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21st Aug 2022

Architect Africa Online

Africa's Leading Architecture Aggregator

Faith Tshepiso Mabena: Construction found me

Thinking about the construction industry in Africa could well bring images of bricks, cement and men in overalls and hard hats to mind. In an industry that is largely male dominated and characterised by stiff competition, the story of Faith Tshepiso Mabena is all the more inspiring, proving that dreams and passions cannot be dampened or discriminated against.

Mabena is an award-winning businesswoman and trailblazer in the Western Cape construction industry, whose efforts are being recognised during Women’s Month in South Africa.

Born and raised in Soshanguve, Pretoria, Mabena and her family were quite nomadic before they settled in Midrand. Her mother was a determined single parent, who treated her children equally and various household chores knew no gender. As a result, she says her brother is an exceptional cook and she feels at ease about working in construction.

Mabena obtained a BCom in Marketing from the University of South Africa (UNISA) in 2009. In addition, she completed a National Home Builders Registration Council (NHBRC) Women Empowerment Programme through the Gordon Institute for Business Science; an eight-month course in Project and Financial Management, Entrepreneurship, Legislation and Technical acumen at the Eskom Contractor Academy and finally, an Entrepreneurship and SME Growth Strategy course via the University of the Western Cape which was sponsored by the MBA Western Cape. It is clear that her journey into the construction industry was not a linear path.

Mabena did not start off in the construction industry. “When I completed matric, I had to start working due to financial constraints. My first job was as a receptionist, before I was promoted to customer service representative and then account manager. I then moved to Cape Town in a marketing director role before quitting to start my own business.”

The construction industry “found” Mabena in 2014 after a few failed business ventures and she ‘stumbled’ into construction by chance and has never looked back. Her company – Nokhanya Services – employs 20 permanent team members and creates jobs for hundreds more people when her projects are in the construction phase. The business has completed numerous projects such as the subsidised Infill Development of 450 units in Mfuleni, Bardale, which was awarded in 2015.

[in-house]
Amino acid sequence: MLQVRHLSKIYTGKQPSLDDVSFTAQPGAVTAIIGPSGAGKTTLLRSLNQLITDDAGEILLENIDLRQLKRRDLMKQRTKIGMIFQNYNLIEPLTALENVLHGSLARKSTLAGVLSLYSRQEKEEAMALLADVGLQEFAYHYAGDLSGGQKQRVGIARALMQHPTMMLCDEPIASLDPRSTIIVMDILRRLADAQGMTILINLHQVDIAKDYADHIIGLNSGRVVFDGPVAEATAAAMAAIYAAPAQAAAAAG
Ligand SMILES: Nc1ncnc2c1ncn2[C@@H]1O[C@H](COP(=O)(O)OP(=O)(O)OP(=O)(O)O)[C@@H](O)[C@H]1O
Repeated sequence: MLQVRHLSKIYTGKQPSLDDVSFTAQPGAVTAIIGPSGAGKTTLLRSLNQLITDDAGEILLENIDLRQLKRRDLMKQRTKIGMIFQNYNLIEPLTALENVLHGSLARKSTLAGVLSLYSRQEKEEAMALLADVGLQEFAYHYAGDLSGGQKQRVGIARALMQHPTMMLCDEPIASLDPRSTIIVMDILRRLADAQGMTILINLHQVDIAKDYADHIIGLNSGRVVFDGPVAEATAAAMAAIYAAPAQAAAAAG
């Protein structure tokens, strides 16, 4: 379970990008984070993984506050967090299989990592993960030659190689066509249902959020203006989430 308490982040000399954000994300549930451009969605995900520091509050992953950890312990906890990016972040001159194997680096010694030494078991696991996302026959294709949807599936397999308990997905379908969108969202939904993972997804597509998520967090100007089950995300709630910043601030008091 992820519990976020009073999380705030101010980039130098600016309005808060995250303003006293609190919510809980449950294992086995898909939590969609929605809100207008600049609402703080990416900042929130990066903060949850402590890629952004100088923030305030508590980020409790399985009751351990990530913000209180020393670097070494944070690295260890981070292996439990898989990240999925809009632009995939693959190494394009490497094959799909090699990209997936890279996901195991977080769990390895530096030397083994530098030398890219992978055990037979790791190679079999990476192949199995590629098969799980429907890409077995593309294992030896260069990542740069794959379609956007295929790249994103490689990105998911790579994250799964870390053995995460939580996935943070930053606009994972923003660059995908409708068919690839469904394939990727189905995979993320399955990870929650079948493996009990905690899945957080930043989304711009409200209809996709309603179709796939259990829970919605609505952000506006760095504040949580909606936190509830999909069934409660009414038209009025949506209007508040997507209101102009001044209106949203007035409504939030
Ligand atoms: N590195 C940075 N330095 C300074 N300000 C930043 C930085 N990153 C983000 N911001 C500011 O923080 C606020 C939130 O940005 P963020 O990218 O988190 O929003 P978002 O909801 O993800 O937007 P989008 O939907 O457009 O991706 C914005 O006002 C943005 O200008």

Having recently been promoted to a full member of the Master Builders’ Association in the Western Cape, Mabena says she is now part of an organisation whose members are encouraged to work to the highest possible standards – aesthetically, technically and ethically at all times.

She says being a contractor in a male-dominated industry hasn’t been easy. “It takes a lot of hard work and dedication and I’ve had to prove myself every step of the way. That said, I believe women are just as capable of operating in the construction industry as men. We are good at inspiring people. We are observant, pay attention to detail and communicate well. And finally, we are patient and know how to multitask.”

She suggests that young women not be daunted by entering the construction industry. “Unless we do something about it, the industry won’t change. We are the game changers and while this is not an easy journey, it is worth it. The key to succeeding is being relentless. The difference we can make in the industry is immense. Just remember: anything is possible, the impossible just takes longer.”

With women who are brave and willing enough to be the change that they want to see in the world, Mabena has shown that there is space for women in construction. All that needs to happen is for women to lay the first brick themselves.


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